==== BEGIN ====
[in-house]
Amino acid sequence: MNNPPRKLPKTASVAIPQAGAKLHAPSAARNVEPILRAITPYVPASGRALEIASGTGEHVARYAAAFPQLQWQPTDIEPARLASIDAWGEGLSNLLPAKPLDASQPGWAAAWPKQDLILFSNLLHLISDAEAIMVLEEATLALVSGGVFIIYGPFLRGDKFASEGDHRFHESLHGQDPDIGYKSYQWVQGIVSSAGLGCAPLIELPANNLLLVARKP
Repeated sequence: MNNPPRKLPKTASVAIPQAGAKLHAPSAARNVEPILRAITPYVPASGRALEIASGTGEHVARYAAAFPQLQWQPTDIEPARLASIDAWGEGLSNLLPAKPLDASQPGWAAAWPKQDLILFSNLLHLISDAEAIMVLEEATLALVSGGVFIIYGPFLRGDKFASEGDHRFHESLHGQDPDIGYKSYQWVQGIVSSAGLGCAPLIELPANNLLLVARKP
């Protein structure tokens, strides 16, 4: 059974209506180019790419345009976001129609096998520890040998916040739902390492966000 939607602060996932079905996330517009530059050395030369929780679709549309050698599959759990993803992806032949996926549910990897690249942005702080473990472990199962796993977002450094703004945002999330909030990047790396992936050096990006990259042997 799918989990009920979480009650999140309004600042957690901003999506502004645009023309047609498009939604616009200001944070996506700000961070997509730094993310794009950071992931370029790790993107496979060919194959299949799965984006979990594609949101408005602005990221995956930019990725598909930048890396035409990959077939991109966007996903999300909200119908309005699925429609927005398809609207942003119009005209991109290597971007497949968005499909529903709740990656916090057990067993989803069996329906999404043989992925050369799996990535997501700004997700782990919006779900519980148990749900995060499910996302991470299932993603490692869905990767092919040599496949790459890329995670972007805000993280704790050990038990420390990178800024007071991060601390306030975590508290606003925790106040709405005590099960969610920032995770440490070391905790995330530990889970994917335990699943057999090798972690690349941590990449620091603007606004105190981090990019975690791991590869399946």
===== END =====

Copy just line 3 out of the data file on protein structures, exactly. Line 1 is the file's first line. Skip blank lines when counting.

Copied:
Repeated sequence: MNNPPRKLPKTASVAIPQAGAKLHAPSAARNVEPILRAITPYVPASGRALEIASGTGEHVARYAAAFPQLQWQPTDIEPARLASIDAWGEGLSNLLPAKPLDASQPGWAAAWPKQDLILFSNLLHLISDAEAIMVLEEATLALVSGGVFIIYGPFLRGDKFASEGDHRFHESLHGQDPDIGYKSYQWVQGIVSSAGLGCAPLIELPANNLLLVARKP